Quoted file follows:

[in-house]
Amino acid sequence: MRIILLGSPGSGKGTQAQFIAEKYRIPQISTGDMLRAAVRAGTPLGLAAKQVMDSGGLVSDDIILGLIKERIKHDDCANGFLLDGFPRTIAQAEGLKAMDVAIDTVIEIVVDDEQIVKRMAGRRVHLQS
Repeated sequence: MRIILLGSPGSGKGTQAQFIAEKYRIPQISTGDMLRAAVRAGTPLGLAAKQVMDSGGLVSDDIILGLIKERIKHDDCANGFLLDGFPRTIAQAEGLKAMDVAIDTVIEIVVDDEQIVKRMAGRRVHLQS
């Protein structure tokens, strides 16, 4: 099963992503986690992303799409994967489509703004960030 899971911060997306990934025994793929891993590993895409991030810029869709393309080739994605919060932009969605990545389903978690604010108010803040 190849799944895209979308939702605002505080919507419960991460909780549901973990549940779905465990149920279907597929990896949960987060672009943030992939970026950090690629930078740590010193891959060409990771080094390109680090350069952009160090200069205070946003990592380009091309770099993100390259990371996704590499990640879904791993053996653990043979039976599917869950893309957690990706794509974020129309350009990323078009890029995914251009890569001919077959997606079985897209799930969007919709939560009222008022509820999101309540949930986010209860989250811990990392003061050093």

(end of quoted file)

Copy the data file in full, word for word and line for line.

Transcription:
[in-house]
Amino acid sequence: MRIILLGSPGSGKGTQAQFIAEKYRIPQISTGDMLRAAVRAGTPLGLAAKQVMDSGGLVSDDIILGLIKERIKHDDCANGFLLDGFPRTIAQAEGLKAMDVAIDTVIEIVVDDEQIVKRMAGRRVHLQS
Repeated sequence: MRIILLGSPGSGKGTQAQFIAEKYRIPQISTGDMLRAAVRAGTPLGLAAKQVMDSGGLVSDDIILGLIKERIKHDDCANGFLLDGFPRTIAQAEGLKAMDVAIDTVIEIVVDDEQIVKRMAGRRVHLQS
């Protein structure tokens, strides 16, 4: 099963992503986690992303799409994967489509703004960030 899971911060997306990934025994793929891993590993895409991030810029869709393309080739994605919060932009969605990545389903978690604010108010803040 190849799944895209979308939702605002505080919507419960991460909780549901973990549940779905465990149920279907597929990896949960987060672009943030992939970026950090690629930078740590010193891959060409990771080094390109680090350069952009160090200069205070946003990592380009091309770099993100390259990371996704590499990640879904791993053996653990043979039976599917869950893309957690990706794509974020129309350009990323078009890029995914251009890569001919077959997606079985897209799930969007919709939560009222008022509820999101309540949930986010209860989250811990990392003061050093």